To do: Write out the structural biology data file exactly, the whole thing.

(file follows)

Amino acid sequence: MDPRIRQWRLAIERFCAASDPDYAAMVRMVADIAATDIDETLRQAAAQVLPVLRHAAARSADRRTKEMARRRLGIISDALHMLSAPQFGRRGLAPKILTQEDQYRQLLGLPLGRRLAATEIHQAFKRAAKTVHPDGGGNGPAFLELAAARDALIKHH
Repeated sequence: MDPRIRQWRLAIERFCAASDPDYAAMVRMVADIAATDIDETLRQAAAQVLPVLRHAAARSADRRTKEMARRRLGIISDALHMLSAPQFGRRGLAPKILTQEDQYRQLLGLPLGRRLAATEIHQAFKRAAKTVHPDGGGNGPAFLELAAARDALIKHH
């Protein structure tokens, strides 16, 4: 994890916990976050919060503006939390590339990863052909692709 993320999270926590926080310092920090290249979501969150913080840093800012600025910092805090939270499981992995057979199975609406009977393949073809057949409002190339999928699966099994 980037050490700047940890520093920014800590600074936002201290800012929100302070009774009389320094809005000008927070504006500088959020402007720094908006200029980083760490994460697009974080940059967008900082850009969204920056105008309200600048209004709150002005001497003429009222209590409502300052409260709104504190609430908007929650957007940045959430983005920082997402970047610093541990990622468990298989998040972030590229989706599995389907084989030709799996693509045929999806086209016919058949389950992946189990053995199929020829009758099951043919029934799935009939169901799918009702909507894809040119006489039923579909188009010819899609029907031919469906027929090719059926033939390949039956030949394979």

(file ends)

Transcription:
Amino acid sequence: MDPRIRQWRLAIERFCAASDPDYAAMVRMVADIAATDIDETLRQAAAQVLPVLRHAAARSADRRTKEMARRRLGIISDALHMLSAPQFGRRGLAPKILTQEDQYRQLLGLPLGRRLAATEIHQAFKRAAKTVHPDGGGNGPAFLELAAARDALIKHH
Repeated sequence: MDPRIRQWRLAIERFCAASDPDYAAMVRMVADIAATDIDETLRQAAAQVLPVLRHAAARSADRRTKEMARRRLGIISDALHMLSAPQFGRRGLAPKILTQEDQYRQLLGLPLGRRLAATEIHQAFKRAAKTVHPDGGGNGPAFLELAAARDALIKHH
């Protein structure tokens, strides 16, 4: 994890916990976050919060503006939390590339990863052909692709 993320999270926590926080310092920090290249979501969150913080840093800012600025910092805090939270499981992995057979199975609406009977393949073809057949409002190339999928699966099994 980037050490700047940890520093920014800590600074936002201290800012929100302070009774009389320094809005000008927070504006500088959020402007720094908006200029980083760490994460697009974080940059967008900082850009969204920056105008309200600048209004709150002005001497003429009222209590409502300052409260709104504190609430908007929650957007940045959430983005920082997402970047610093541990990622468990298989998040972030590229989706599995389907084989030709799996693509045929999806086209016919058949389950992946189990053995199929020829009758099951043919029934799935009939169901799918009702909507894809040119006489039923579909188009010819899609029907031919469906027929090719059926033939390949039956030949394979």